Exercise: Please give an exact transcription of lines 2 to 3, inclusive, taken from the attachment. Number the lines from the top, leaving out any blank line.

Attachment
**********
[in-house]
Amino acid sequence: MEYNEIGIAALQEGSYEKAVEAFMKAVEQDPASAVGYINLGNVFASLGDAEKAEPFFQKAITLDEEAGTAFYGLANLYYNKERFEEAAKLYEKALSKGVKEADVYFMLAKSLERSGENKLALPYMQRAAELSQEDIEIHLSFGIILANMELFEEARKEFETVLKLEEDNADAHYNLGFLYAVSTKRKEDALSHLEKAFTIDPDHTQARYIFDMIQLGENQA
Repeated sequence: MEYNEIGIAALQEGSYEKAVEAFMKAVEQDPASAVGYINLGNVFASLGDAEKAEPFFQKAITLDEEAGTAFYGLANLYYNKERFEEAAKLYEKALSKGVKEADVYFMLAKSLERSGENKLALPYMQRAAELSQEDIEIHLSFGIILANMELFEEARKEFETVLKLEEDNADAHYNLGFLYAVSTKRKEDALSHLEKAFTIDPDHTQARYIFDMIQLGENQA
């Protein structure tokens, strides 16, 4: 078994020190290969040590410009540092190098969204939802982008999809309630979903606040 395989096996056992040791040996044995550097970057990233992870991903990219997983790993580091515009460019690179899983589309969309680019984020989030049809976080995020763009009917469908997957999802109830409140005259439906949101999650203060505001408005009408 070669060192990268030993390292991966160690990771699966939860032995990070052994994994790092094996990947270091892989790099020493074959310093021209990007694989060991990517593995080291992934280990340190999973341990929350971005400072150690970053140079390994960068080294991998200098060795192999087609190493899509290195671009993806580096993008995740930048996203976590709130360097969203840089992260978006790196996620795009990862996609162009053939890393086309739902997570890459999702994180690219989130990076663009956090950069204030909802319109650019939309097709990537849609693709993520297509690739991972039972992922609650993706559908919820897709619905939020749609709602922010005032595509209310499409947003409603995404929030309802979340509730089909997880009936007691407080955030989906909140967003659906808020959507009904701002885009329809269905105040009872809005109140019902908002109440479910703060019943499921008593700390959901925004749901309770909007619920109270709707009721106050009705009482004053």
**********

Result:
Amino acid sequence: MEYNEIGIAALQEGSYEKAVEAFMKAVEQDPASAVGYINLGNVFASLGDAEKAEPFFQKAITLDEEAGTAFYGLANLYYNKERFEEAAKLYEKALSKGVKEADVYFMLAKSLERSGENKLALPYMQRAAELSQEDIEIHLSFGIILANMELFEEARKEFETVLKLEEDNADAHYNLGFLYAVSTKRKEDALSHLEKAFTIDPDHTQARYIFDMIQLGENQA
Repeated sequence: MEYNEIGIAALQEGSYEKAVEAFMKAVEQDPASAVGYINLGNVFASLGDAEKAEPFFQKAITLDEEAGTAFYGLANLYYNKERFEEAAKLYEKALSKGVKEADVYFMLAKSLERSGENKLALPYMQRAAELSQEDIEIHLSFGIILANMELFEEARKEFETVLKLEEDNADAHYNLGFLYAVSTKRKEDALSHLEKAFTIDPDHTQARYIFDMIQLGENQA